With the dismantling of the “service dependent ghetto” that Dear and Wolch (1987) described, the impact of sprawl becomes a concern. “Sprawl” describes a pattern of development characterized by low population density, high automobile dependence, and separation between housing, shopping and business districts (Frumkin, Frank, and Jackson, 2004). Though sprawl has existed to some extent since the invention of the automobile, and in truth rose up during the post-World War II housing boom, the last 25 years have seen a dramatic increase in sprawl throughout North America (Duany, Plater-Zyberk, and Speck, 2000).
Sprawl has been linked to a number of public health concerns, but, most importantly for the present discussion, is the presumed impact that sprawl has on people with disabilities, who may be largely excluded from the ability to fully participate in the community due to the structural barrier created by not being able to afford having and maintaining cars (Frumkin et al., 2004). Sprawl’s impact on people with disabilities has been discussed in general terms, and has been the subject of little empirical assessment (for a recent exception examining the impact of sprawl on the elderly, see Clarke and George ). The impact that sprawl can have on people with mental illness struggling to integrate into the community has yet to be explicitly discussed in the literature.
Why should the impact of sprawl on the community integration of people with mental illness be considered? As the revitalization of central urban areas has progressed in many North American regions, an emerging pattern in the congregate housing of people with mental illness is for housing settings to move to increasingly remote locations, either on the urban fringe where there is little access to the services of the urban core, or to new suburban settings that meet the objective criteria for sprawl. Evidence for this pattern was presented by a newspaper account of the concentration of state-licensed housing for people with mental illness in New York City (Sanderson and Bulliet, 2006). Analyzing data from the New York State Office of Mental Health, the article observed that, as of 2000, neighborhoods on the urban fringe such Queens Village, College Point and the Central Rockaway’s (in the borough of Queens) and Co-op City (in the Bronx) had higher numbers of state-licensed beds for persons with mental illness than the traditional “service dependent ghetto” districts of Harlem and Times Square in Manhattan. These settings presumably have been preferred for more recent housing to allow providers to take advantage of lower land prices, and provide protection from the “not in my backyard” syndrome since they tend to be removed from other residences.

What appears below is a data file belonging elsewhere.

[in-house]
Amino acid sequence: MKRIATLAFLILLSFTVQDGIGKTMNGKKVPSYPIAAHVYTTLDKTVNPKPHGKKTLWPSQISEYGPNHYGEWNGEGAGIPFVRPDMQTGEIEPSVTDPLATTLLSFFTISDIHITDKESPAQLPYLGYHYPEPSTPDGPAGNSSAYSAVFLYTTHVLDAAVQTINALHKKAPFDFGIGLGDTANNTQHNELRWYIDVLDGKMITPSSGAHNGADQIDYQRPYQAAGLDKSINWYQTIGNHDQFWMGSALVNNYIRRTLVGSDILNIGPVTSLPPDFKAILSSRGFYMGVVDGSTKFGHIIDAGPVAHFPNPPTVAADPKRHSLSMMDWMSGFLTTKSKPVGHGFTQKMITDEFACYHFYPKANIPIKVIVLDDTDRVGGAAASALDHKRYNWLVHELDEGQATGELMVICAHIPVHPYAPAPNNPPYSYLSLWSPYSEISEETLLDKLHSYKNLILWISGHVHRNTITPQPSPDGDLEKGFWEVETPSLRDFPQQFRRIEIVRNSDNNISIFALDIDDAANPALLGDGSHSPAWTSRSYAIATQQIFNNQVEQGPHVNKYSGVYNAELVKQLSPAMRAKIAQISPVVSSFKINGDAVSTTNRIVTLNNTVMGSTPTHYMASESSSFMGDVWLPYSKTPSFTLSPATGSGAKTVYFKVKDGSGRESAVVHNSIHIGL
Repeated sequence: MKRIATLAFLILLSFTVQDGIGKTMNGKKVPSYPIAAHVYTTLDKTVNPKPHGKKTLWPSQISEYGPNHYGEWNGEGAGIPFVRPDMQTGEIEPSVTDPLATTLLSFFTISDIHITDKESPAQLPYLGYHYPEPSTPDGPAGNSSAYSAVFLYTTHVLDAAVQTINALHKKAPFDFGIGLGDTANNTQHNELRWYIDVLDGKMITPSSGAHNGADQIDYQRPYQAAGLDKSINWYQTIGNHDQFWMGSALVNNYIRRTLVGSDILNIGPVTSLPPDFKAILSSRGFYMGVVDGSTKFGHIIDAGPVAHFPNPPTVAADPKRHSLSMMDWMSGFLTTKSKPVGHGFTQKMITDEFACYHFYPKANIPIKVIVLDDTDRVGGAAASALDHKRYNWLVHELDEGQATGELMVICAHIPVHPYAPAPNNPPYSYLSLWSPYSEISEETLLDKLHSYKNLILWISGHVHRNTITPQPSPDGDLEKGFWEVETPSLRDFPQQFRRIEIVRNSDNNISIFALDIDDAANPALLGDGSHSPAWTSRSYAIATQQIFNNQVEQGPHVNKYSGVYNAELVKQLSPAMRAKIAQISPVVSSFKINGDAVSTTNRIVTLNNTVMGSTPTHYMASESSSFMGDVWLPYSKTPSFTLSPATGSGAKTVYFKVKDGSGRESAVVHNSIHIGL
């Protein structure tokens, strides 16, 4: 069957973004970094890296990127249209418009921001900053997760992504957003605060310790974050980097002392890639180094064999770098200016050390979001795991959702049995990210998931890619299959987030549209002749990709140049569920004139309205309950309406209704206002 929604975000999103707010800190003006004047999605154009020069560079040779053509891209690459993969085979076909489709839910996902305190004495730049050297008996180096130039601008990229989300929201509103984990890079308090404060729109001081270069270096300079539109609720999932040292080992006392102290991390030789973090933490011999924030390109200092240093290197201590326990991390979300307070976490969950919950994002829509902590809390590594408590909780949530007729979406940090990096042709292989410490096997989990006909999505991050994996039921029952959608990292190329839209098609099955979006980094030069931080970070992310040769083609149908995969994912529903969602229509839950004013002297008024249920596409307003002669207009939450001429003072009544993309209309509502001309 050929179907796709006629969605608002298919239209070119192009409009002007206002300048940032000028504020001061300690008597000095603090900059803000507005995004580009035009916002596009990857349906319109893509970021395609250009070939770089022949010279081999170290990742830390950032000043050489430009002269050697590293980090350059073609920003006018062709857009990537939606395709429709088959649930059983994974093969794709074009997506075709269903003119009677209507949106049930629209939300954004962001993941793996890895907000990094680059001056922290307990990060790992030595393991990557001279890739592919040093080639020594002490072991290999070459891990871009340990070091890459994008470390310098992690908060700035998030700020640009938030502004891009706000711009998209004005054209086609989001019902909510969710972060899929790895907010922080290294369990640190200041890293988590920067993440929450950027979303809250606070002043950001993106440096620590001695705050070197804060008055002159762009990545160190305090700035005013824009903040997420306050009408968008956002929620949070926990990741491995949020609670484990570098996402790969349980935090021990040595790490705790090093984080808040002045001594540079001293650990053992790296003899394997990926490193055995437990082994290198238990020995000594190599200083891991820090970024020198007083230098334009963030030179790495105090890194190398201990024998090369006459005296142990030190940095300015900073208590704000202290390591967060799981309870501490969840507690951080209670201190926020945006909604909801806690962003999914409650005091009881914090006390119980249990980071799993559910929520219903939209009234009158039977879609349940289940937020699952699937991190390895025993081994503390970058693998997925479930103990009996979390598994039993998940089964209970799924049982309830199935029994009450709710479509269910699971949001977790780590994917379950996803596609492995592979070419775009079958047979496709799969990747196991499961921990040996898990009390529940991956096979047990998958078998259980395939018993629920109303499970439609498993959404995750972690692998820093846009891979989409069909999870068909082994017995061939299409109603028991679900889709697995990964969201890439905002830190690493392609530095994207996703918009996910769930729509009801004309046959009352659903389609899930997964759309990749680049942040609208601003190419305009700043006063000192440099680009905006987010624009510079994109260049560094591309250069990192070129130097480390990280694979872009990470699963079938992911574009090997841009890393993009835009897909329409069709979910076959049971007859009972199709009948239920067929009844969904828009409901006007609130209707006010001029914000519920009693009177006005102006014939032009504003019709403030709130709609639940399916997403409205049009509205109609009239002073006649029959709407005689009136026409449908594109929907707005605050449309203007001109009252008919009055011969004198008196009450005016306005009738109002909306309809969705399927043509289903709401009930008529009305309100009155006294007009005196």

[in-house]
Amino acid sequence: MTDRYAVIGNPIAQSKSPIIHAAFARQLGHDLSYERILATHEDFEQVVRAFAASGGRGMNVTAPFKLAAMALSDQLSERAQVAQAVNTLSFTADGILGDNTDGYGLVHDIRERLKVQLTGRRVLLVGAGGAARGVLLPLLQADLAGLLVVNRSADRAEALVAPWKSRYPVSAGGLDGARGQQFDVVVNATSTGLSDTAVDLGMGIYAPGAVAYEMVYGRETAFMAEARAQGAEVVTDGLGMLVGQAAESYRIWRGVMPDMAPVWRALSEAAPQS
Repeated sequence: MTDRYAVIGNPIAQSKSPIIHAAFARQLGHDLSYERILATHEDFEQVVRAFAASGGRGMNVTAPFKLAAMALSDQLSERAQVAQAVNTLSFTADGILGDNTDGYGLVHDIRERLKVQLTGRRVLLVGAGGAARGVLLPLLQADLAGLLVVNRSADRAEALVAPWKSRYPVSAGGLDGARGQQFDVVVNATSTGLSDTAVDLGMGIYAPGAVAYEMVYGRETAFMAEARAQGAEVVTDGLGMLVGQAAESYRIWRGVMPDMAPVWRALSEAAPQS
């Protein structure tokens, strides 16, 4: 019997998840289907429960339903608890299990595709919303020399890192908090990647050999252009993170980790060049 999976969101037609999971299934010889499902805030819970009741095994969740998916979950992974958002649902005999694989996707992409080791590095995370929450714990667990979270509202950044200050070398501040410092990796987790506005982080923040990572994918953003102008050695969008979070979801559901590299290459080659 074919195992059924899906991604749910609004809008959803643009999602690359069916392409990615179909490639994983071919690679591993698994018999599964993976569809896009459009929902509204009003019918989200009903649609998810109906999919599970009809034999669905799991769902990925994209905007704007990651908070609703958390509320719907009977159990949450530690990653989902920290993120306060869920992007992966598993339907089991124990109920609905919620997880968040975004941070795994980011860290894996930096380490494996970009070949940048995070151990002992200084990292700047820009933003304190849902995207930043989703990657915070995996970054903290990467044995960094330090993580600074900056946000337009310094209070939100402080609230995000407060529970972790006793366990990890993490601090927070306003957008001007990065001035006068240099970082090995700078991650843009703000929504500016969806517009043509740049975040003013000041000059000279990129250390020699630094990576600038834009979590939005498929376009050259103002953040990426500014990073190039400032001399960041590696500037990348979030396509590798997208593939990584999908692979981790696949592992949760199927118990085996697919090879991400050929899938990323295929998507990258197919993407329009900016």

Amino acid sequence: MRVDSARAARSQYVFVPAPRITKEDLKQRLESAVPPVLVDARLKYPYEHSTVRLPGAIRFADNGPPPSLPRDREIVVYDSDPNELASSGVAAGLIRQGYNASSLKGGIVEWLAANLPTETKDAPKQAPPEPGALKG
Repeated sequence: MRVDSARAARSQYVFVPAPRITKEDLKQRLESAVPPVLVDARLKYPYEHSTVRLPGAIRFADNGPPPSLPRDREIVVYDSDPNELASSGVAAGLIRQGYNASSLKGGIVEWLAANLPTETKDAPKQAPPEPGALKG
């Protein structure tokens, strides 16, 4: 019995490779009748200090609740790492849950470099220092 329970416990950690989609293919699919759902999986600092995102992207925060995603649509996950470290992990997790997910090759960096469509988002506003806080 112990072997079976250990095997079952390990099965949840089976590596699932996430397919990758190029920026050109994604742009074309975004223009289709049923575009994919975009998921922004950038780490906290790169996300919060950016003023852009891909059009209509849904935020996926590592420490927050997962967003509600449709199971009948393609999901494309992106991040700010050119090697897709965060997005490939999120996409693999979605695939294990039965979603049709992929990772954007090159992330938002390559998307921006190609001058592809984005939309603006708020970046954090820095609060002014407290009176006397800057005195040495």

Working in settings outside of the city in suburban New York and New Jersey, the author has observed that housing programs are sometimes even more remotely located, in areas that lack access to shopping services within walking distance and to public transportation altogether. Support for the view that congregate settings are now commonly located in suburban settings is found by analyzing the number of “board-and-care” facilities (excluding Residential Health Care Facilities, which primarily house the elderly, and drug treatment facilities), which house thousands of persons with severe mental illness in various counties in New Jersey (Board and Care New Jersey, 2006). A comparison of the two most urbanized counties in the state (Essex: 6,285.4 persons per square mile, and Hudson: 13,043.6 persons per square mile [US Census, 2006]) with 2 neighboring “suburban” counties (Morris: 1,002.6 persons per square mile, and Somerset: 976.4 persons per square mile [U.S. Census, 2006]) finds that while the two urbanized counties have 26 “board-and-care” facilities, the two suburban counties, with roughly half the population of the two more urbanized counties, still have 18 facilities. Many of these facilities are located far from town centers off of major thoroughfares with no sidewalks, and suggested by addresses such as “115 Route 206.”